Hula Girls

In 1966, a small coal-mining town in northern Japan began to feel the first glimmers of obsolescence. The company that owned the mines didn't want to abandon the families who had devoted their entire lives in their employ, so they decided to try something audaciously new. The mines had been plagued by hot springs that were a constant irritation, so they decided to try to make some lemonade... smile...

They put out a request for coal miners' daughters between ages 17 and 20, to volunteer for a dance troupe that would feature hula dancing. The idea was to provide the town with alternate employment by building a Hawaiian theme park AND utilize those pesky hot springs. Of course the citizens were fairly provincial and thought the dancing would be in the nude, so they tried to run the dance instructor out of town to protect their daughters.

This heartwarming story is based on the true experience of just such a town. If you are lucky enough to get the double DVD set from Netflix or your library, please watch the extras because they interview some of the original girls from that first troupe AND that instructor! I love movies that show the learning process and these extras are frosting on the cake because they include the casting of the actresses in 2006 and their learning process, before they can depict the girls from 1966 and THEIRS. It's no wonder this film won so many well-deserved awards.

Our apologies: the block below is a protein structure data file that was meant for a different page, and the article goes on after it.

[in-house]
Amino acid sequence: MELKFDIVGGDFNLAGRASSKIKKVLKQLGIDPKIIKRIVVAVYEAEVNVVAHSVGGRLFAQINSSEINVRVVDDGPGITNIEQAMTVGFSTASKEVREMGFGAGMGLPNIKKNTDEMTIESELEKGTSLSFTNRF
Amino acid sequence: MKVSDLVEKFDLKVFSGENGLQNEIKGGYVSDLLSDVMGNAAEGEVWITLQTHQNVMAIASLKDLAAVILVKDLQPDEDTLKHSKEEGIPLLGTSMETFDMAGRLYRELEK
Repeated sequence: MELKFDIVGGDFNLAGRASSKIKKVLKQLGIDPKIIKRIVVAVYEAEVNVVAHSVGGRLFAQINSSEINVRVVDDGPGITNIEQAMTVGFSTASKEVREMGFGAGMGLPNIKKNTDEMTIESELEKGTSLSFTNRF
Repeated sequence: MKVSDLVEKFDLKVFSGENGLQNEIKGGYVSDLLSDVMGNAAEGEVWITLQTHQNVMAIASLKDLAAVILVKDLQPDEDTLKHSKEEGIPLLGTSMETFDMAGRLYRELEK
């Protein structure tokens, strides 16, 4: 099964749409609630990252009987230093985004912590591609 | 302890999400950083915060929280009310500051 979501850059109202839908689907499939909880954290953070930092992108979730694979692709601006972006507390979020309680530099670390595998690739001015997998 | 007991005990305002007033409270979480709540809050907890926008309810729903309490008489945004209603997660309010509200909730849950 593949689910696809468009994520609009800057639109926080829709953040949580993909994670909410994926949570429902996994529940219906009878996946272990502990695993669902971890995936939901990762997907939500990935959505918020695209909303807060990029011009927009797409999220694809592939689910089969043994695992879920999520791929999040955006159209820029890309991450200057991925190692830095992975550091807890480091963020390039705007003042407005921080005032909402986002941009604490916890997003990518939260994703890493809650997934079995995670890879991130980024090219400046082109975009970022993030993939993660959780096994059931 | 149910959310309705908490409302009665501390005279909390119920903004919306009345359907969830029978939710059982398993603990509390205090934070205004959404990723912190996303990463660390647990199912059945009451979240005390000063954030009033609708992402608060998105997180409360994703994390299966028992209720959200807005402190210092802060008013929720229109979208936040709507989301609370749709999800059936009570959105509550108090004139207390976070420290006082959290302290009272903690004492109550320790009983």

"Hula gâru" is in Japanese and the captions are excellent, the acting is a little over the top (remember, it's Japanese...), and as usual, each scene always lasts just a tad longer than I find comfortable; but once again, I want to thank the JayFlix participant who made this recommendation. You're on a roll!